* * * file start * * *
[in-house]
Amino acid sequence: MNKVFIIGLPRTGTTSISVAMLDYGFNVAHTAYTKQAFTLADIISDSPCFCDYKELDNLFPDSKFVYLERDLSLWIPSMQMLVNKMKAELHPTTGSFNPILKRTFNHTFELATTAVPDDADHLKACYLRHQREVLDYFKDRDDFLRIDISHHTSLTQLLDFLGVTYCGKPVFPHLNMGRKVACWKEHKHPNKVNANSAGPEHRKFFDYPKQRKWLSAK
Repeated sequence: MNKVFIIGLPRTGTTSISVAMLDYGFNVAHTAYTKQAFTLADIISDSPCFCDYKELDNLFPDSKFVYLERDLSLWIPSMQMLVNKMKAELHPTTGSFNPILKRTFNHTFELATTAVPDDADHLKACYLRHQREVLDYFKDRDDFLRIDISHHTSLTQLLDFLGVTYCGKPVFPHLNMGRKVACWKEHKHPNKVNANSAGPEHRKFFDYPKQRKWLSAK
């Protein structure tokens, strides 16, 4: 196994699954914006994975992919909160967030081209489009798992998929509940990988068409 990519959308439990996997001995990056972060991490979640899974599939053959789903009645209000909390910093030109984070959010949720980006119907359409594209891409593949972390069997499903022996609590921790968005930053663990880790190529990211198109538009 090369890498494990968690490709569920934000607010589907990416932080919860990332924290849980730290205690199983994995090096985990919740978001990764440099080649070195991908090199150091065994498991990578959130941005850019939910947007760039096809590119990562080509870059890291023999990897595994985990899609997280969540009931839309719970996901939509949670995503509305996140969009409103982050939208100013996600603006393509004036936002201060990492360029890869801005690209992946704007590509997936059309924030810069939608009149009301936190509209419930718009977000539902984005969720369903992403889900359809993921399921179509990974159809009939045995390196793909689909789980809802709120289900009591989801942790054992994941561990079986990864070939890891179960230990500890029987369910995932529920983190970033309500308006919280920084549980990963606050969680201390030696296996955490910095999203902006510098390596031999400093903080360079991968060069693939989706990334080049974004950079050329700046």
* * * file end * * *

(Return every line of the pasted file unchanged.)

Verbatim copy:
[in-house]
Amino acid sequence: MNKVFIIGLPRTGTTSISVAMLDYGFNVAHTAYTKQAFTLADIISDSPCFCDYKELDNLFPDSKFVYLERDLSLWIPSMQMLVNKMKAELHPTTGSFNPILKRTFNHTFELATTAVPDDADHLKACYLRHQREVLDYFKDRDDFLRIDISHHTSLTQLLDFLGVTYCGKPVFPHLNMGRKVACWKEHKHPNKVNANSAGPEHRKFFDYPKQRKWLSAK
Repeated sequence: MNKVFIIGLPRTGTTSISVAMLDYGFNVAHTAYTKQAFTLADIISDSPCFCDYKELDNLFPDSKFVYLERDLSLWIPSMQMLVNKMKAELHPTTGSFNPILKRTFNHTFELATTAVPDDADHLKACYLRHQREVLDYFKDRDDFLRIDISHHTSLTQLLDFLGVTYCGKPVFPHLNMGRKVACWKEHKHPNKVNANSAGPEHRKFFDYPKQRKWLSAK
């Protein structure tokens, strides 16, 4: 196994699954914006994975992919909160967030081209489009798992998929509940990988068409 990519959308439990996997001995990056972060991490979640899974599939053959789903009645209000909390910093030109984070959010949720980006119907359409594209891409593949972390069997499903022996609590921790968005930053663990880790190529990211198109538009 090369890498494990968690490709569920934000607010589907990416932080919860990332924290849980730290205690199983994995090096985990919740978001990764440099080649070195991908090199150091065994498991990578959130941005850019939910947007760039096809590119990562080509870059890291023999990897595994985990899609997280969540009931839309719970996901939509949670995503509305996140969009409103982050939208100013996600603006393509004036936002201060990492360029890869801005690209992946704007590509997936059309924030810069939608009149009301936190509209419930718009977000539902984005969720369903992403889900359809993921399921179509990974159809009939045995390196793909689909789980809802709120289900009591989801942790054992994941561990079986990864070939890891179960230990500890029987369910995932529920983190970033309500308006919280920084549980990963606050969680201390030696296996955490910095999203902006510098390596031999400093903080360079991968060069693939989706990334080049974004950079050329700046």